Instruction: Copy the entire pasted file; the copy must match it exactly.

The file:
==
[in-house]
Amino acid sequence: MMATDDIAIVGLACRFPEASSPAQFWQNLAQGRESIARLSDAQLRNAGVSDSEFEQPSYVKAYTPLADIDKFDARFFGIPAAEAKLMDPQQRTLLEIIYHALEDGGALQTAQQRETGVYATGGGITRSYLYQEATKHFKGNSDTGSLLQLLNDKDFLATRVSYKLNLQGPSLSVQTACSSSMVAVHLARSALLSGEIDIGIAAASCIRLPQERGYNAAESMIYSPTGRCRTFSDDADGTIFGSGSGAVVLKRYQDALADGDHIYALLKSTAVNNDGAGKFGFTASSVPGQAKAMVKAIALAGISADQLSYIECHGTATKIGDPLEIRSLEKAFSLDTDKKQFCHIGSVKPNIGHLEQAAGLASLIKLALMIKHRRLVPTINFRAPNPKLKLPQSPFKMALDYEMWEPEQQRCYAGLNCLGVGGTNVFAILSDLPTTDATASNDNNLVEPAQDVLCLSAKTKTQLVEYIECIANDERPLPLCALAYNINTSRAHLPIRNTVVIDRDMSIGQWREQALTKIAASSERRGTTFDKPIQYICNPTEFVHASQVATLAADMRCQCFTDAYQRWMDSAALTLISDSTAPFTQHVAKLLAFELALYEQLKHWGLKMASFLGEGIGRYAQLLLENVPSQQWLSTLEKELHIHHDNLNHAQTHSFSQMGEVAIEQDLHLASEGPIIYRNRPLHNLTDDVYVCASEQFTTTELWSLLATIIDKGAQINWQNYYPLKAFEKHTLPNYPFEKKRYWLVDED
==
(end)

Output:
[in-house]
Amino acid sequence: MMATDDIAIVGLACRFPEASSPAQFWQNLAQGRESIARLSDAQLRNAGVSDSEFEQPSYVKAYTPLADIDKFDARFFGIPAAEAKLMDPQQRTLLEIIYHALEDGGALQTAQQRETGVYATGGGITRSYLYQEATKHFKGNSDTGSLLQLLNDKDFLATRVSYKLNLQGPSLSVQTACSSSMVAVHLARSALLSGEIDIGIAAASCIRLPQERGYNAAESMIYSPTGRCRTFSDDADGTIFGSGSGAVVLKRYQDALADGDHIYALLKSTAVNNDGAGKFGFTASSVPGQAKAMVKAIALAGISADQLSYIECHGTATKIGDPLEIRSLEKAFSLDTDKKQFCHIGSVKPNIGHLEQAAGLASLIKLALMIKHRRLVPTINFRAPNPKLKLPQSPFKMALDYEMWEPEQQRCYAGLNCLGVGGTNVFAILSDLPTTDATASNDNNLVEPAQDVLCLSAKTKTQLVEYIECIANDERPLPLCALAYNINTSRAHLPIRNTVVIDRDMSIGQWREQALTKIAASSERRGTTFDKPIQYICNPTEFVHASQVATLAADMRCQCFTDAYQRWMDSAALTLISDSTAPFTQHVAKLLAFELALYEQLKHWGLKMASFLGEGIGRYAQLLLENVPSQQWLSTLEKELHIHHDNLNHAQTHSFSQMGEVAIEQDLHLASEGPIIYRNRPLHNLTDDVYVCASEQFTTTELWSLLATIIDKGAQINWQNYYPLKAFEKHTLPNYPFEKKRYWLVDED